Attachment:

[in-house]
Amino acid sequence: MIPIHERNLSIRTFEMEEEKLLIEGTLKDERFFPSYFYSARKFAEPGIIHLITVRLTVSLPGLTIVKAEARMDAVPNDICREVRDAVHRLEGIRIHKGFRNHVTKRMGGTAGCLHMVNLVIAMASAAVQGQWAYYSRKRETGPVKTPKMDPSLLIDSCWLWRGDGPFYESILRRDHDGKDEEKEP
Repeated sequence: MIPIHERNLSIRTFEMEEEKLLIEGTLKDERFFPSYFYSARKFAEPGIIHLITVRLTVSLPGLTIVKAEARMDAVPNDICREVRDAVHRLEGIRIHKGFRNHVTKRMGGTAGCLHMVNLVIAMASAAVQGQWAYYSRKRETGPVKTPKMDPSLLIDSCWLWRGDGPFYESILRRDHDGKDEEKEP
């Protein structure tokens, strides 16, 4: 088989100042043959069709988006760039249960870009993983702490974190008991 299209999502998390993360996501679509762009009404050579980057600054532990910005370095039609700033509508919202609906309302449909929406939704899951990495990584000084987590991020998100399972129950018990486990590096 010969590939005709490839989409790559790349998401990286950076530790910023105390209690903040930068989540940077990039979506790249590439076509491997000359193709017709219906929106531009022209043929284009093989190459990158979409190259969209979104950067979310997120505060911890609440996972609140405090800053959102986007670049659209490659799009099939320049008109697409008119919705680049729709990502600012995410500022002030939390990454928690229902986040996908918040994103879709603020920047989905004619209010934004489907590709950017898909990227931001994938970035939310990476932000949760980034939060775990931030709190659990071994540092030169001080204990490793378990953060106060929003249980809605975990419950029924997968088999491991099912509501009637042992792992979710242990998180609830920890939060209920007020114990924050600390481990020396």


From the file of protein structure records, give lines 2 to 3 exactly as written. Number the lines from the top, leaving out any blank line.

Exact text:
Amino acid sequence: MIPIHERNLSIRTFEMEEEKLLIEGTLKDERFFPSYFYSARKFAEPGIIHLITVRLTVSLPGLTIVKAEARMDAVPNDICREVRDAVHRLEGIRIHKGFRNHVTKRMGGTAGCLHMVNLVIAMASAAVQGQWAYYSRKRETGPVKTPKMDPSLLIDSCWLWRGDGPFYESILRRDHDGKDEEKEP
Repeated sequence: MIPIHERNLSIRTFEMEEEKLLIEGTLKDERFFPSYFYSARKFAEPGIIHLITVRLTVSLPGLTIVKAEARMDAVPNDICREVRDAVHRLEGIRIHKGFRNHVTKRMGGTAGCLHMVNLVIAMASAAVQGQWAYYSRKRETGPVKTPKMDPSLLIDSCWLWRGDGPFYESILRRDHDGKDEEKEP